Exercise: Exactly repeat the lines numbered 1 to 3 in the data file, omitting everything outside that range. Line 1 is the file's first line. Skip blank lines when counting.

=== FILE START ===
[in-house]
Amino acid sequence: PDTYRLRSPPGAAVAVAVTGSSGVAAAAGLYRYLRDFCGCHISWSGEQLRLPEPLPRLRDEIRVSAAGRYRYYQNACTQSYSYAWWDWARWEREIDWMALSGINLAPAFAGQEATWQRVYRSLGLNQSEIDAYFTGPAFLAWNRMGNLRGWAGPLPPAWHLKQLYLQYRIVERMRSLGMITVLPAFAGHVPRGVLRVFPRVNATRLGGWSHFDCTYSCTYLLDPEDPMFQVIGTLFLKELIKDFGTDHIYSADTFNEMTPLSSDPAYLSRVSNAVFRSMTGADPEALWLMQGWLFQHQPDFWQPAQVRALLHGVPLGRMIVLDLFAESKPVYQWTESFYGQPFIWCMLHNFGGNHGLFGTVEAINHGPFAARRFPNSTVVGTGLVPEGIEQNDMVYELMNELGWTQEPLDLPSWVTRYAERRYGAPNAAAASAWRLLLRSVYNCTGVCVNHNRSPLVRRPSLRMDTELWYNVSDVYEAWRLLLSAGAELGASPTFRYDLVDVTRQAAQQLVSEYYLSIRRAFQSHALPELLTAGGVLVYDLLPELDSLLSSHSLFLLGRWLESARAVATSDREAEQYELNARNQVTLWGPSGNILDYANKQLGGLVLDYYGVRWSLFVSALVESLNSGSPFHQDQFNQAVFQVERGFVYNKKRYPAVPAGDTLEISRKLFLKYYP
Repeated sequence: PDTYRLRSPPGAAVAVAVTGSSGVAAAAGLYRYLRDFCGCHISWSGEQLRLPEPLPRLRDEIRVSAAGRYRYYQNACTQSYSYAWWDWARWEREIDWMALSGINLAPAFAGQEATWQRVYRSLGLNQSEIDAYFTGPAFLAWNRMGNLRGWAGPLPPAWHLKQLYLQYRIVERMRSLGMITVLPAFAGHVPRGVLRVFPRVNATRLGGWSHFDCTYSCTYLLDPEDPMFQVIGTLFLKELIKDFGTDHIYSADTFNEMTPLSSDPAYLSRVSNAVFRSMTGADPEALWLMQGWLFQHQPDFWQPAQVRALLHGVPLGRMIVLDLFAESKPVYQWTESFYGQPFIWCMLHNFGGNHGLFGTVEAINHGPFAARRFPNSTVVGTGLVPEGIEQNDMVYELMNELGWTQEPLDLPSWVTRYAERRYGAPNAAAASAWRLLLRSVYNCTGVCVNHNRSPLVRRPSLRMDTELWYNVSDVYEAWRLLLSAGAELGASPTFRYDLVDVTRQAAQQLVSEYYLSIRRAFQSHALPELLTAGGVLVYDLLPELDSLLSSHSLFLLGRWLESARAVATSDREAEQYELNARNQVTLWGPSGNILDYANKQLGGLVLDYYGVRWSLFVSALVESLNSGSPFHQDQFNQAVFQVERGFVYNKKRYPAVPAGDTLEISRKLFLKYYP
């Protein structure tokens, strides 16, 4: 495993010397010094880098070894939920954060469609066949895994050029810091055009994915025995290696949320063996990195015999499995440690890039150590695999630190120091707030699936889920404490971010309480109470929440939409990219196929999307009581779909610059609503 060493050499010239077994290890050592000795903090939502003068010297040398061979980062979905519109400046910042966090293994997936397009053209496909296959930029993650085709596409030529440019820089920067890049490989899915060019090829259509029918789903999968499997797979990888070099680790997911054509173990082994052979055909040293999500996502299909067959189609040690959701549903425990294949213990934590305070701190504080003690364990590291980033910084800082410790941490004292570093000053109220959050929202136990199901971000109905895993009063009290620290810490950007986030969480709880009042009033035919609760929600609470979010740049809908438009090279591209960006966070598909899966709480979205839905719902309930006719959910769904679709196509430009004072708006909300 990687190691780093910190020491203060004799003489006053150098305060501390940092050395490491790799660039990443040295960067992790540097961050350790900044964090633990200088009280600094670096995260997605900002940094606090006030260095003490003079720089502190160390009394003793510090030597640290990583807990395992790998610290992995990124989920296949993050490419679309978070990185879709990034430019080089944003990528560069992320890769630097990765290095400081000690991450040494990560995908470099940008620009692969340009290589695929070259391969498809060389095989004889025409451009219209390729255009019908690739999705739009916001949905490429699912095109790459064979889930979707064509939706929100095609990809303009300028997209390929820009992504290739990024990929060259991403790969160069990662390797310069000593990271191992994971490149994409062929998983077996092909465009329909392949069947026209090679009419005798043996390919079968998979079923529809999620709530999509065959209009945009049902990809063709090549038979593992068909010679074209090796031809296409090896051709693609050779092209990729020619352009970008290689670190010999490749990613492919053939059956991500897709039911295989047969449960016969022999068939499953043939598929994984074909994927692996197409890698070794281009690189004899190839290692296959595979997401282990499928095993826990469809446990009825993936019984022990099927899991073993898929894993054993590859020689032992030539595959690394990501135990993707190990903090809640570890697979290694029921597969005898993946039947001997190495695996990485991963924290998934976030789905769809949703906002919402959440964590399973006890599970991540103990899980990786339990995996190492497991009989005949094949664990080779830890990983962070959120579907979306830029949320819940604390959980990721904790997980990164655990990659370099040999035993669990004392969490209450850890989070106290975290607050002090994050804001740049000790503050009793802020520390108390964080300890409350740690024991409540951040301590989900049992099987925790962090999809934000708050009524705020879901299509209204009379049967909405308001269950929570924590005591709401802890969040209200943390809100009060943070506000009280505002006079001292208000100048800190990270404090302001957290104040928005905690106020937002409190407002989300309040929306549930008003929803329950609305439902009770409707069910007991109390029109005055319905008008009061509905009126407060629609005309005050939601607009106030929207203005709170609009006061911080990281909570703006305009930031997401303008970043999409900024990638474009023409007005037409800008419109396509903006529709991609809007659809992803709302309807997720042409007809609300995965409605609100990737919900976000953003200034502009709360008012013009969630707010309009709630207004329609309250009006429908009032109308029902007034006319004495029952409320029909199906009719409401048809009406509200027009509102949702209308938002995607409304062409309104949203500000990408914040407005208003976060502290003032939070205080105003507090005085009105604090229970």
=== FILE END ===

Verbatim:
[in-house]
Amino acid sequence: PDTYRLRSPPGAAVAVAVTGSSGVAAAAGLYRYLRDFCGCHISWSGEQLRLPEPLPRLRDEIRVSAAGRYRYYQNACTQSYSYAWWDWARWEREIDWMALSGINLAPAFAGQEATWQRVYRSLGLNQSEIDAYFTGPAFLAWNRMGNLRGWAGPLPPAWHLKQLYLQYRIVERMRSLGMITVLPAFAGHVPRGVLRVFPRVNATRLGGWSHFDCTYSCTYLLDPEDPMFQVIGTLFLKELIKDFGTDHIYSADTFNEMTPLSSDPAYLSRVSNAVFRSMTGADPEALWLMQGWLFQHQPDFWQPAQVRALLHGVPLGRMIVLDLFAESKPVYQWTESFYGQPFIWCMLHNFGGNHGLFGTVEAINHGPFAARRFPNSTVVGTGLVPEGIEQNDMVYELMNELGWTQEPLDLPSWVTRYAERRYGAPNAAAASAWRLLLRSVYNCTGVCVNHNRSPLVRRPSLRMDTELWYNVSDVYEAWRLLLSAGAELGASPTFRYDLVDVTRQAAQQLVSEYYLSIRRAFQSHALPELLTAGGVLVYDLLPELDSLLSSHSLFLLGRWLESARAVATSDREAEQYELNARNQVTLWGPSGNILDYANKQLGGLVLDYYGVRWSLFVSALVESLNSGSPFHQDQFNQAVFQVERGFVYNKKRYPAVPAGDTLEISRKLFLKYYP
Repeated sequence: PDTYRLRSPPGAAVAVAVTGSSGVAAAAGLYRYLRDFCGCHISWSGEQLRLPEPLPRLRDEIRVSAAGRYRYYQNACTQSYSYAWWDWARWEREIDWMALSGINLAPAFAGQEATWQRVYRSLGLNQSEIDAYFTGPAFLAWNRMGNLRGWAGPLPPAWHLKQLYLQYRIVERMRSLGMITVLPAFAGHVPRGVLRVFPRVNATRLGGWSHFDCTYSCTYLLDPEDPMFQVIGTLFLKELIKDFGTDHIYSADTFNEMTPLSSDPAYLSRVSNAVFRSMTGADPEALWLMQGWLFQHQPDFWQPAQVRALLHGVPLGRMIVLDLFAESKPVYQWTESFYGQPFIWCMLHNFGGNHGLFGTVEAINHGPFAARRFPNSTVVGTGLVPEGIEQNDMVYELMNELGWTQEPLDLPSWVTRYAERRYGAPNAAAASAWRLLLRSVYNCTGVCVNHNRSPLVRRPSLRMDTELWYNVSDVYEAWRLLLSAGAELGASPTFRYDLVDVTRQAAQQLVSEYYLSIRRAFQSHALPELLTAGGVLVYDLLPELDSLLSSHSLFLLGRWLESARAVATSDREAEQYELNARNQVTLWGPSGNILDYANKQLGGLVLDYYGVRWSLFVSALVESLNSGSPFHQDQFNQAVFQVERGFVYNKKRYPAVPAGDTLEISRKLFLKYYP